Red fruits prominent in the pretty intense aromas here. Fresh and light on the palate, with excellent fruit flavours, tannins yes but very close to smooth. This medium bodied red has a good share of acidity, some spice too, with a pleasant finish. More for summer recreation than winter contemplation and Highly Recommended.
Monastrell is the Spanish equivalent of Mourvedre and it is unusual to see this grape out on its own in Ireland as it is much better known as a part of many French blends. Also unusual to see anything from this appellation of Bullas which is in Murcia in South East Spain and about 75 minutes inland from Alicante. Just goes to show the work that Karwig puts in in sourcing their wines.
Hacienda Grimon Crianza 2012 (Rioja DOC), 13.5%, €15.70 Le Caveau
Colour is a medium to dark red and it gives up dark fruit aromas. On the palate you have rounded fruit flavours, tannins are pretty well integrated and there is a long dry finish. Overall you get the impression that this is a more mature wine than the age indicates.
Perhaps the rigorous fruit selection plus the 16 months in oak (6 months is minimum for Crianza) has combined to good effect to give more than a hint of almost old fashioned Rioja elegance, a rather serious one at that, and the wine is Highly Recommended.
The blend is 85% Tempranillo, 10% Garnacha and 5% Graciano. Viticulture is organic, no herbicides, no pesticides; the sheep provide the fertiliser and harvest is by hand.
Friday, May 29, 2015
Highbank Organic Orchards
Hundreds of Apple Trees. Billions of MicrobesI’m walking through long rows of apple trees, all in blossom, pink and white abound. The grass between is ankle height, lush and liberally populated with white daisies. Lush, but recently topped. Had I been there a week earlier, I would have seen battalions of dandelions.
I am in Kilkenny, in the healthy heart of Highbank Orchards, an organic farm owned and managed by Rod and Julie Calder-Potts. This is excellent land for farming, recognised as such for many centuries - even the Normans had their eyes on it. The farm-yard is 17th century, the house is 19th, and the distillery (which I've come to see) is 21st.
|Rod in the new distillery|
Now though, on a lovely May evening, all is calm as Rod takes us through the orchard, though not through all its twenty acres. Fourteen of these are mature, planted with quite a few varieties, including Dabinett, Blusher, Bramley and, scattered in among the others, that lovely juicy Katy. Katy is an early apple and has lost its blossoms.
Nothing has been sprayed here for twenty years. It is not that nothing ever threatens the apple trees but they are essentially healthy and can look after themselves. And Rod reckons much of that is down to the microbes in the soil, billions of them, all "working", not necessarily together - some eat one another - but combining to preserve the habitat. They are not disturbed, not traumatized by chemicals, and so the orchards live on and thrive. “Soil health depends on a thriving population of organisms”, says Dan Barber in The Third Plate.
They are transferred then to the apple press, an expensive piece of kit, and the juice is extracted to be used in the delicious products that Highbank now produces: Apple Juice, Apple Juice with Organic Mulled Spices, their famous Orchard Syrup (Ireland's answer to maple syrup and launched in 2010), Highbank Drivers Cider (a delicious, sparkling refreshing non-alcoholic drink), Highbank Proper Cider, and a honeyed Medieval Cider.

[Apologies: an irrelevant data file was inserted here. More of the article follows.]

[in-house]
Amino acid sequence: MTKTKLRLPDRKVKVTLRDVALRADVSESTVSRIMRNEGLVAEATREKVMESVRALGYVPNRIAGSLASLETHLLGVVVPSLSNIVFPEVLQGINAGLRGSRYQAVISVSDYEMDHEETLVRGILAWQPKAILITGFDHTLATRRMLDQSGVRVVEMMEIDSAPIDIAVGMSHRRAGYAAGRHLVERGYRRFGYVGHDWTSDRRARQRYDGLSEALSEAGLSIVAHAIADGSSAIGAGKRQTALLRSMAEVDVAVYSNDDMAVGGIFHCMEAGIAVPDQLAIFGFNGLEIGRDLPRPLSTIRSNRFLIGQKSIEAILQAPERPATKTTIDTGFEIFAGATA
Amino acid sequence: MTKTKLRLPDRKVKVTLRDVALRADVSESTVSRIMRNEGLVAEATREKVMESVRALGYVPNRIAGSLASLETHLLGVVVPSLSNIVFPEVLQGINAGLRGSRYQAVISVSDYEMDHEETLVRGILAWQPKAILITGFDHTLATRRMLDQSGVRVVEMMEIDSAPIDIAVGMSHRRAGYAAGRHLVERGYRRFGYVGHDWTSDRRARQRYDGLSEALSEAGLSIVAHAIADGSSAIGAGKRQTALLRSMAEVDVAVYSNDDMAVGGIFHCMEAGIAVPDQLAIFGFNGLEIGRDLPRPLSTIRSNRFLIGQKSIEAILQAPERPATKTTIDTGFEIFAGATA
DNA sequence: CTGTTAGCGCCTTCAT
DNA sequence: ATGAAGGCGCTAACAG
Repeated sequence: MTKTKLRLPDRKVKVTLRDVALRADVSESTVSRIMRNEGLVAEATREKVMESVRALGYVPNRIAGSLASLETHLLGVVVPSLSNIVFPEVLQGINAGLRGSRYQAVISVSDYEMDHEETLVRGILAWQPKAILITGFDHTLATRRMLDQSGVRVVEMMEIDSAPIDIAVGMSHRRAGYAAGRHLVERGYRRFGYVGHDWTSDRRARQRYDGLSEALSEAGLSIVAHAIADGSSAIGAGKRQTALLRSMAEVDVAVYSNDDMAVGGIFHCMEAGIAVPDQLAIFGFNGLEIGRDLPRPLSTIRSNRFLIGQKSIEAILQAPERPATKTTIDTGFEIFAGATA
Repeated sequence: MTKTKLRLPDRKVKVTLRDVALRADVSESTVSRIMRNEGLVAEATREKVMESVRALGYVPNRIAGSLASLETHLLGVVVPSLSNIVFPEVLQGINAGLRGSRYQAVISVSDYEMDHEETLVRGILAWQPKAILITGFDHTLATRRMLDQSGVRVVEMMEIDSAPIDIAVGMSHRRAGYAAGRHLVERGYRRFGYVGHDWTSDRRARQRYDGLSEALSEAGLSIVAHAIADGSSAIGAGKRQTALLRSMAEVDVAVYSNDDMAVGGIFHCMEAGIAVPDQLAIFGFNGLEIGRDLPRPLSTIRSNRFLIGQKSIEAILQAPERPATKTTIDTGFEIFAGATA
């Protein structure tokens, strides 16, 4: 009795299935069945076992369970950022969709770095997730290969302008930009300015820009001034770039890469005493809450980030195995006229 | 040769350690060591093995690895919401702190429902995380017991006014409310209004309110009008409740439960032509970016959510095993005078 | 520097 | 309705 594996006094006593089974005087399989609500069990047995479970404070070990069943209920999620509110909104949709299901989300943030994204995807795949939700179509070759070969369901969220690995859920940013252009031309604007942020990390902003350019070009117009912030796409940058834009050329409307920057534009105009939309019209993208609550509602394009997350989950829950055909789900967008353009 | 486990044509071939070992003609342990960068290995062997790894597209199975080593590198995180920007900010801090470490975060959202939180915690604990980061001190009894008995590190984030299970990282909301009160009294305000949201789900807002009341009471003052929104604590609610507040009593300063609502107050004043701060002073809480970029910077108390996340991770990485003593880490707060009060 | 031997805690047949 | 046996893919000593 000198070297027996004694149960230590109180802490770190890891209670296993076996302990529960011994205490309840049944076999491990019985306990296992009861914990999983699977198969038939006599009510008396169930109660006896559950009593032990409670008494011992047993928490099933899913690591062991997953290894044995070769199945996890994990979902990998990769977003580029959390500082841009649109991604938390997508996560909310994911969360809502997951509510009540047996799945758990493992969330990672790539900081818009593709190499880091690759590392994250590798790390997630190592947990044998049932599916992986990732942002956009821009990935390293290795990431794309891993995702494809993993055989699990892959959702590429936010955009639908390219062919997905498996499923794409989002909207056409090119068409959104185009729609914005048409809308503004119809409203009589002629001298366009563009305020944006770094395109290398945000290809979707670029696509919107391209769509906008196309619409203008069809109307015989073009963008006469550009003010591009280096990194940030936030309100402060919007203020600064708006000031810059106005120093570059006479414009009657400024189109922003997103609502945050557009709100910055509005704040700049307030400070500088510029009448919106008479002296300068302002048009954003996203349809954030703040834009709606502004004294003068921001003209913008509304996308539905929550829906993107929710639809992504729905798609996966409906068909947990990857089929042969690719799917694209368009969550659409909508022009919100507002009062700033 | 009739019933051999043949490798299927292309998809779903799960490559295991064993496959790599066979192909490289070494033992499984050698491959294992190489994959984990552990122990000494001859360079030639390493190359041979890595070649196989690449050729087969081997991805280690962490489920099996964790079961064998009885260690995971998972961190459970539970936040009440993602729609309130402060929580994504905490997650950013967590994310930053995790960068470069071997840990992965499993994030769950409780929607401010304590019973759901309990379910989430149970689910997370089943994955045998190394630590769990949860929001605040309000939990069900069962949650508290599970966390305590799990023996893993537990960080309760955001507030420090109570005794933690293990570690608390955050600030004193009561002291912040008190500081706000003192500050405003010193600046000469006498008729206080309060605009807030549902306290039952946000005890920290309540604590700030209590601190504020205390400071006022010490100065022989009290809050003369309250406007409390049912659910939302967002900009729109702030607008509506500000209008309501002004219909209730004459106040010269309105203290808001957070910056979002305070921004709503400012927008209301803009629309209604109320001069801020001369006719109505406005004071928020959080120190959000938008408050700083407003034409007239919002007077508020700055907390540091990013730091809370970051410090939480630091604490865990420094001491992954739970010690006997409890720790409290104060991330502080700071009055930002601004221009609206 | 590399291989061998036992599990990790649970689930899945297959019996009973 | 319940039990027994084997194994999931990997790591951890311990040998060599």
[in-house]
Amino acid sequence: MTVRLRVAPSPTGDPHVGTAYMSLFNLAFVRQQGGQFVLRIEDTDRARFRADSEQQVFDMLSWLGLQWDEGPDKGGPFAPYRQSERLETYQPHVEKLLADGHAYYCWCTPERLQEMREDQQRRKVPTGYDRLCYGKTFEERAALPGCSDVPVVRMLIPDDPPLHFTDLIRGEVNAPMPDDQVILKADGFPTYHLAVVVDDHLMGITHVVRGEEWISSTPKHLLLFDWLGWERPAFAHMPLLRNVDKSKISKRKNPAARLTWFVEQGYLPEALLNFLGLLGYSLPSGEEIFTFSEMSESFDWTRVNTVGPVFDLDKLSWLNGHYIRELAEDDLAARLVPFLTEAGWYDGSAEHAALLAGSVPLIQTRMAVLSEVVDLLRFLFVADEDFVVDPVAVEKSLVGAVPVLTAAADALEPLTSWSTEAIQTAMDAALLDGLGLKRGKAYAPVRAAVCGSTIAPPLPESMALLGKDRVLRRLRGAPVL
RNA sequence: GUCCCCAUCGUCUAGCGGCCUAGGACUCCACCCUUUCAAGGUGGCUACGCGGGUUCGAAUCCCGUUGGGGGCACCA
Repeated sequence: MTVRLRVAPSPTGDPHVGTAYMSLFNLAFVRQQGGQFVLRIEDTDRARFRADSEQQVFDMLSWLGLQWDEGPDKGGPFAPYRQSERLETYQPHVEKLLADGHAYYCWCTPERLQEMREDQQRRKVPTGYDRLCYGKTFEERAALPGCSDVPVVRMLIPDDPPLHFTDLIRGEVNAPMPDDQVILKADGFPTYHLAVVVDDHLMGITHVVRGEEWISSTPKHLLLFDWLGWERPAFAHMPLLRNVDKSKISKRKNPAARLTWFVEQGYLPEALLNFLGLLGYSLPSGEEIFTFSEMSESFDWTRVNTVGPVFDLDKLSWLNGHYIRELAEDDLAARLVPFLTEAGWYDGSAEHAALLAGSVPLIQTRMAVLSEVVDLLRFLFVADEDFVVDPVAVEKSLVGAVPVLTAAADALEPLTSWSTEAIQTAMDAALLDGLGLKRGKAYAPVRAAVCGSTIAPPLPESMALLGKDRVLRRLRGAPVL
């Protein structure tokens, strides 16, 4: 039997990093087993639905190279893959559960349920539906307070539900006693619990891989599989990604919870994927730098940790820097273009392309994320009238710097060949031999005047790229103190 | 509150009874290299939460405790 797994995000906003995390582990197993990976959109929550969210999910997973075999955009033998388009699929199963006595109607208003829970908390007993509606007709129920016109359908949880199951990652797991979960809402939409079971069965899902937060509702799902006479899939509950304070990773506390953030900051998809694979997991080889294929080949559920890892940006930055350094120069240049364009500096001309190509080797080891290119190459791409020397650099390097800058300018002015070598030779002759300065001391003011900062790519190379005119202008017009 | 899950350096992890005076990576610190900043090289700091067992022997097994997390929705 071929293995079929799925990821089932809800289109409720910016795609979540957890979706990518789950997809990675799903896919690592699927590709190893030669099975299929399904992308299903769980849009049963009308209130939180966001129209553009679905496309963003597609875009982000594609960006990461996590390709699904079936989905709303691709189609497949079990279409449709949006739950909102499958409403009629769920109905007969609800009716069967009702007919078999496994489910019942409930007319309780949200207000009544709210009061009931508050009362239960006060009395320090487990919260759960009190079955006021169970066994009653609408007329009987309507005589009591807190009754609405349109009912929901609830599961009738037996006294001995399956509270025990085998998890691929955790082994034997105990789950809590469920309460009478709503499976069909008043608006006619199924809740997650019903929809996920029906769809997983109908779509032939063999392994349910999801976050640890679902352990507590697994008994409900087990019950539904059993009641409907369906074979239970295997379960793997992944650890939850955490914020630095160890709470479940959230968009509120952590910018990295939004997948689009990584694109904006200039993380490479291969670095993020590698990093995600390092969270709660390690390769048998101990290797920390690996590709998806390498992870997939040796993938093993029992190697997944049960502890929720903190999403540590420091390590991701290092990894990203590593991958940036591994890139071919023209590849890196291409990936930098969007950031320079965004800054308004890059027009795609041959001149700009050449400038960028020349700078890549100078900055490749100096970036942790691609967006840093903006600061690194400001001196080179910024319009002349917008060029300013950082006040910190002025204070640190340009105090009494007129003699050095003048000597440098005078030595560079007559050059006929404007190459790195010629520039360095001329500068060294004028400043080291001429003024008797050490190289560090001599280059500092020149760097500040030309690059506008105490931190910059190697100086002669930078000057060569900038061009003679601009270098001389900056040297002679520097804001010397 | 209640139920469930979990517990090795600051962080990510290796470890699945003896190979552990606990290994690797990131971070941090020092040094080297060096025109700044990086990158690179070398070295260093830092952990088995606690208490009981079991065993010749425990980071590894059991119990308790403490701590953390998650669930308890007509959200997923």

They are a busy couple and you’ll see them at markets and food festivals all over the country, including most recently, Sheridan’s and Ballymaloe LitFest. Besides, they are involved in promoting good food generally. Kilkenny too is naturally close to their hearts and so we couldn't have had a better guide on a quick Saturday morning run through the marble city than Julie.
She showed us, with pride, restaurants such as Zuni and the Salt Yard, Slice of Heaven and its newly opened cookery school, the food hall at the Kilkenny Design Centre. Then you need something to serve your food in so off we went to Nicholas Mosse in Bennettsbridge, you need some nice lighting while dining and we got that at nearby Moth to a Flame (Larry Kinsella’s hand-made candles) and you also need something nice to look at on your walls and shelves and we found plenty of that at the Bridge Pottery.
Needless to say, the credit card took a bit of a hammering. On the previous afternoon, left to my own devices, I was on the drinks trail! Called to Billy Byrne’s Pub (the Bula Bus and its excellent onboard restaurant is parked in the back) and sipped some nice local beer by Ger Costello and a pale ale from 12 acres.
Of course, I couldn't leave Kilkenny without calling to Le Caveau. Pascal himself was busy on the road but we did take advantage of the reductions for Real Wine Month and went off happy with a couple of his organic wines.
And it was the drink that brought us to Kilkenny in the first place! In Highbank's internet competition earlier in the year, I won a meal at The Strawberry Tree and, in addition, I also won a bottle of Highbank's new Crystal Gin and that was in the car with us as we said au revoir to the Marble City and to two of its outstanding citizens, the Calder-Potts.
|Le Caveau (left) and Bennettsbridge (from the Nicholas Mosse pottery)|